Now that the old year has passed, it’s time to think about New Year’s resolutions. Each year, we strive to be better in some way – and resolutions assist our self-improvement plan. However, not all of us have learned how to apply resolutions in ways that have lasting effects. Many of us start strong and fizzle out just around spring, others give up in early February. So what gives? Why do we give up on our dreams and the pursuit of being optimal versions of ourselves? It has a lot to do with the way we think about resolutions, the pressure we apply, and our expectations.
Don’t give into the reward yourself system
The easiest way to fail is giving into impulse. This sets us up for failure. When we reach a milestone, it’s perfectly acceptable to acknowledge what we’ve accomplished. We should feel proud of ourselves, actually. But keep moving forward and don’t stop, not yet. When we put the urge to reward ourselves ahead of our long term goals, we fail ourselves.
We should avoid treating ourselves in ways that undermine or destroy what we’ve worked hard for. If every time we applaud ourselves at each marker, the brain becomes motivated by the reward system rather than the self-improvement goal resting on the horizon. We lose focus and our goal becomes foggy. If we reward every breakthrough, the final goal won’t feel as powerful or satisfactory.
Slow and steady wins the race. Self-improvement is not a competition. It is a lifestyle change, so consider starting small and working toward bigger goals. The problem lies in how we structure our goals. We tend to set goals that are massive. And some goals are simply impossible to accomplish without a system. Approaching change requires patience and finesse. It demands mapping out how to get from point A to point B. Think about making changes in small, digestible pieces. Don’t go for an overwhelming resolution. And don’t go for one without a clear, solid plan that has proven results, preferably tested by others.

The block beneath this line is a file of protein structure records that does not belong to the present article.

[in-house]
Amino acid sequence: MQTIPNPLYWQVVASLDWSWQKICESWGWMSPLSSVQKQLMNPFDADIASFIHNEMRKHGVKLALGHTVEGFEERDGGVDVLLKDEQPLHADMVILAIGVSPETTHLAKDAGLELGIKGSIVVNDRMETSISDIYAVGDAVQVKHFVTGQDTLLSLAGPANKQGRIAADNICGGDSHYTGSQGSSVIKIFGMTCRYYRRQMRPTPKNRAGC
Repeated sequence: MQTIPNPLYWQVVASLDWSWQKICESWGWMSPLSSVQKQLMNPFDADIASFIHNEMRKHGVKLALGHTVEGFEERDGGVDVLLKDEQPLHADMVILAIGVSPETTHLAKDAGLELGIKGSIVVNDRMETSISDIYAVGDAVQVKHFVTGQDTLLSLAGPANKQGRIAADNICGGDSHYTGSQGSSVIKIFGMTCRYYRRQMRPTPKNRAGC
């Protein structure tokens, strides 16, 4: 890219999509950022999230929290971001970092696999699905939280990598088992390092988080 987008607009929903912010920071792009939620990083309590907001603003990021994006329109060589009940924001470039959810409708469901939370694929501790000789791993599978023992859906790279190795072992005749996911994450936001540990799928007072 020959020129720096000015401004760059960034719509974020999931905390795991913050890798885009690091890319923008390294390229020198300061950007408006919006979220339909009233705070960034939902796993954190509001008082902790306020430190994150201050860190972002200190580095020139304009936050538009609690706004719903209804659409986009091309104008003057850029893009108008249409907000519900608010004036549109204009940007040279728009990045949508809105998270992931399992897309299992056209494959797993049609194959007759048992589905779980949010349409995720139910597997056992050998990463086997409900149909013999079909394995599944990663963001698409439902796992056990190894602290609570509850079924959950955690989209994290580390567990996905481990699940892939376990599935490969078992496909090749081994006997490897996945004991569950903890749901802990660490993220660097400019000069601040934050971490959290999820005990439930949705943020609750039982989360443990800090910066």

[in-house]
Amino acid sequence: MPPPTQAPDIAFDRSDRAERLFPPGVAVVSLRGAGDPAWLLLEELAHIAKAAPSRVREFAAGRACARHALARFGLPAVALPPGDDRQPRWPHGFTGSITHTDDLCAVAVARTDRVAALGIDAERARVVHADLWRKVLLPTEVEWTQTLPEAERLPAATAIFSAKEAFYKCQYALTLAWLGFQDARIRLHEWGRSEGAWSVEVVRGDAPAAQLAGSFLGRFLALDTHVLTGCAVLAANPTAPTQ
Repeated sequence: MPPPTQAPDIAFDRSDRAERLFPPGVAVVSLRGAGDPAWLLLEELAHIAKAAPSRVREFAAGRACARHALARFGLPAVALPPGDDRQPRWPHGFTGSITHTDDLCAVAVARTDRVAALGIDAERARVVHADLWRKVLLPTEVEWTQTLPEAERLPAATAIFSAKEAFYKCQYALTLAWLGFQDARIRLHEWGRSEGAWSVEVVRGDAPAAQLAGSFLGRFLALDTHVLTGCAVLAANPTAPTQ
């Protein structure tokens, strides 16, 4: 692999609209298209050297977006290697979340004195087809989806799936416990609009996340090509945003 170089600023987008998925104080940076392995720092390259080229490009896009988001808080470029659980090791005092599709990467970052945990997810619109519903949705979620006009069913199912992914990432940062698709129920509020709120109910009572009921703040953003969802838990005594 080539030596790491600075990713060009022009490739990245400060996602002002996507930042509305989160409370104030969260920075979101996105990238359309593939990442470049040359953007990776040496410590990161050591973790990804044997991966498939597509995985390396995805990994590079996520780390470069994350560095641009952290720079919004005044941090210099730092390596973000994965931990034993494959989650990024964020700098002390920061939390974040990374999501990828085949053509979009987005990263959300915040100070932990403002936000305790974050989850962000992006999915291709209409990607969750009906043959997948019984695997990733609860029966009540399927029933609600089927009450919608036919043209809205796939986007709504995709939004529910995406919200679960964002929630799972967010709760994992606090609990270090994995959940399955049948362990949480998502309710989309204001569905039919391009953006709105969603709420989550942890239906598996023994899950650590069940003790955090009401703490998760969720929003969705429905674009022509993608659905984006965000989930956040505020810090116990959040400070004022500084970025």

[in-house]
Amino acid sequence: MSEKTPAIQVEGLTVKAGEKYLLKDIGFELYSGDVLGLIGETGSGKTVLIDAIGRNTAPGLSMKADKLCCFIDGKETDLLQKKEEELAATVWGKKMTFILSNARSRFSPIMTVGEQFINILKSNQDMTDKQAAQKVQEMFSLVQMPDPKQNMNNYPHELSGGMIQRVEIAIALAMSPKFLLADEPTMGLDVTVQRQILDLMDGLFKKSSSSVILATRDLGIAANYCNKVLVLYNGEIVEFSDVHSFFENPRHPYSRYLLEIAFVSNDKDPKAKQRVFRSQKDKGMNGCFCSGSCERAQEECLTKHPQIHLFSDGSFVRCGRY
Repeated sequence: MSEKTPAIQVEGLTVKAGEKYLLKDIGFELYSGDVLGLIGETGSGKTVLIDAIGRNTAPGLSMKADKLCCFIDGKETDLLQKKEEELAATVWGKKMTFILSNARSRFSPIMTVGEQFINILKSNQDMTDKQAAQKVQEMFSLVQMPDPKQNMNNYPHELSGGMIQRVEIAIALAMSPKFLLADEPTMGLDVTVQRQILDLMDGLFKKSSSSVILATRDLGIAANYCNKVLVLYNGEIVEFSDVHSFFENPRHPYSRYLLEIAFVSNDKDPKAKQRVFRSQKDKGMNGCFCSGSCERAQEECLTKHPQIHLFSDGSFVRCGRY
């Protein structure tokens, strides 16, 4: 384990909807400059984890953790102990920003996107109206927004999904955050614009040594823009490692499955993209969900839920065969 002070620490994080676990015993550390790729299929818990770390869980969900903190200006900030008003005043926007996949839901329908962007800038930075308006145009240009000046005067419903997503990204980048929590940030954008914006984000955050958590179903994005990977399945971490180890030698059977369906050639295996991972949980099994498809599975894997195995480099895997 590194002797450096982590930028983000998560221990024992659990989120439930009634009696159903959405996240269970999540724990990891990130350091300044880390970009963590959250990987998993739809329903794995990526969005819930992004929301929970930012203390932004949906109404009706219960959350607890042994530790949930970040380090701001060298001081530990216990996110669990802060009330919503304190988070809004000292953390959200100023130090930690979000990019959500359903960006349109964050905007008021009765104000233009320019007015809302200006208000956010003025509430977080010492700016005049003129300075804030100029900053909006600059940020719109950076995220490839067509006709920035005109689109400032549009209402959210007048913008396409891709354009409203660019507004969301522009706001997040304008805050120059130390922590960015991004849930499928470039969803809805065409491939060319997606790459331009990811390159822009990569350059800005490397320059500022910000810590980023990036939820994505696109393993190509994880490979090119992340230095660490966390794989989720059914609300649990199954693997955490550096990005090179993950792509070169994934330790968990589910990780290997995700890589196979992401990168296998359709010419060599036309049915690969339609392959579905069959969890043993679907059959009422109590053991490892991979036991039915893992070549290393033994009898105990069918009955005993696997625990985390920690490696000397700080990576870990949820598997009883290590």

Be easy on yourself
We all make mistakes. But when we have committed to a goal and fail, we beat ourselves up. We fall victim to destructive self-talk, which leads to feeding the ego in negative ways. Often, when we have minor hiccups or something prevents us from our goals, the capacity to further criticize ourselves increases. We then lose focus. This attitude causes us to fall into a hole – and quickly. We self sabotage. Getting back up again is what really counts. Always seek self-improvement and be gentle with yourself, even when it feels like you’re not making any strides.
Find a community where there’s plenty of support and accountability. Rather than trying to stick to your resolutions on your own, find an exercise buddy or career mentor. Encouragement leads to success. Determination will pay off, just keep at it. Staying as consistent as possible is key. Above all, believe in yourself.